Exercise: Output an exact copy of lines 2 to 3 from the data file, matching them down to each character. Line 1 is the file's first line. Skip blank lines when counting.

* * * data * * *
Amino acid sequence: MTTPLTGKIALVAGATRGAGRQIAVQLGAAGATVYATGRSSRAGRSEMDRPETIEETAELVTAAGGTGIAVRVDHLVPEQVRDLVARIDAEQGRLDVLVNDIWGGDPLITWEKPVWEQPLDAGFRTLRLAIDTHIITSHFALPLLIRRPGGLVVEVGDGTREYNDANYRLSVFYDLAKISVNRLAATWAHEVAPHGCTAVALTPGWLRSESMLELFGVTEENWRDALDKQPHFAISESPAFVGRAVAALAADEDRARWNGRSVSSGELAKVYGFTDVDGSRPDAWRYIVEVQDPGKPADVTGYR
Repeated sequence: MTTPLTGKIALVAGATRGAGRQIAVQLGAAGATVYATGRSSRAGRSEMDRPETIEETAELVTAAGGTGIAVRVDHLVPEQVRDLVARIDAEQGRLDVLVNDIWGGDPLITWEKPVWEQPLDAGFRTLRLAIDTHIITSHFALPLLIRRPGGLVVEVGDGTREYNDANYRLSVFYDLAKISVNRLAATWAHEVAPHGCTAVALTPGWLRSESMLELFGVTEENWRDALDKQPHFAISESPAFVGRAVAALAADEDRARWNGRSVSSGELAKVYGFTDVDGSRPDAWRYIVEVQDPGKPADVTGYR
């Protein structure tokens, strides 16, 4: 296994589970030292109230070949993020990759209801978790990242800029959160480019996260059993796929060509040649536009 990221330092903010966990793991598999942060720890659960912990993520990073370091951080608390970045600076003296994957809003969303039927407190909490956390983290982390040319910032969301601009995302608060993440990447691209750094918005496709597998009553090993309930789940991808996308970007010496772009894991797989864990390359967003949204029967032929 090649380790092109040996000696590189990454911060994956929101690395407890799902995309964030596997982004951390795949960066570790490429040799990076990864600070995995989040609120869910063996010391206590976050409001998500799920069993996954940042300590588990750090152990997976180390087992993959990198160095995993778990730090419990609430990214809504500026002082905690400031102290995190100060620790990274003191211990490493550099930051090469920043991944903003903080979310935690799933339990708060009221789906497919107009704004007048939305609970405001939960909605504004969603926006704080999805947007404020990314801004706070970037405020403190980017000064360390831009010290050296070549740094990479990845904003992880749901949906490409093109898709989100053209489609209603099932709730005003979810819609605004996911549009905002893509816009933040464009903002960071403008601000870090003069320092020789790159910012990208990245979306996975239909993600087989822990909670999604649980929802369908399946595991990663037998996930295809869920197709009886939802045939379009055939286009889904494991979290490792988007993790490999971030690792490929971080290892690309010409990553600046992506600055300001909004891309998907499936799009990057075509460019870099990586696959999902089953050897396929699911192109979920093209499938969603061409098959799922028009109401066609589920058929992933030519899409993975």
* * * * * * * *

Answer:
Repeated sequence: MTTPLTGKIALVAGATRGAGRQIAVQLGAAGATVYATGRSSRAGRSEMDRPETIEETAELVTAAGGTGIAVRVDHLVPEQVRDLVARIDAEQGRLDVLVNDIWGGDPLITWEKPVWEQPLDAGFRTLRLAIDTHIITSHFALPLLIRRPGGLVVEVGDGTREYNDANYRLSVFYDLAKISVNRLAATWAHEVAPHGCTAVALTPGWLRSESMLELFGVTEENWRDALDKQPHFAISESPAFVGRAVAALAADEDRARWNGRSVSSGELAKVYGFTDVDGSRPDAWRYIVEVQDPGKPADVTGYR
């Protein structure tokens, strides 16, 4: 296994589970030292109230070949993020990759209801978790990242800029959160480019996260059993796929060509040649536009 990221330092903010966990793991598999942060720890659960912990993520990073370091951080608390970045600076003296994957809003969303039927407190909490956390983290982390040319910032969301601009995302608060993440990447691209750094918005496709597998009553090993309930789940991808996308970007010496772009894991797989864990390359967003949204029967032929 090649380790092109040996000696590189990454911060994956929101690395407890799902995309964030596997982004951390795949960066570790490429040799990076990864600070995995989040609120869910063996010391206590976050409001998500799920069993996954940042300590588990750090152990997976180390087992993959990198160095995993778990730090419990609430990214809504500026002082905690400031102290995190100060620790990274003191211990490493550099930051090469920043991944903003903080979310935690799933339990708060009221789906497919107009704004007048939305609970405001939960909605504004969603926006704080999805947007404020990314801004706070970037405020403190980017000064360390831009010290050296070549740094990479990845904003992880749901949906490409093109898709989100053209489609209603099932709730005003979810819609605004996911549009905002893509816009933040464009903002960071403008601000870090003069320092020789790159910012990208990245979306996975239909993600087989822990909670999604649980929802369908399946595991990663037998996930295809869920197709009886939802045939379009055939286009889904494991979290490792988007993790490999971030690792490929971080290892690309010409990553600046992506600055300001909004891309998907499936799009990057075509460019870099990586696959999902089953050897396929699911192109979920093209499938969603061409098959799922028009109401066609589920058929992933030519899409993975």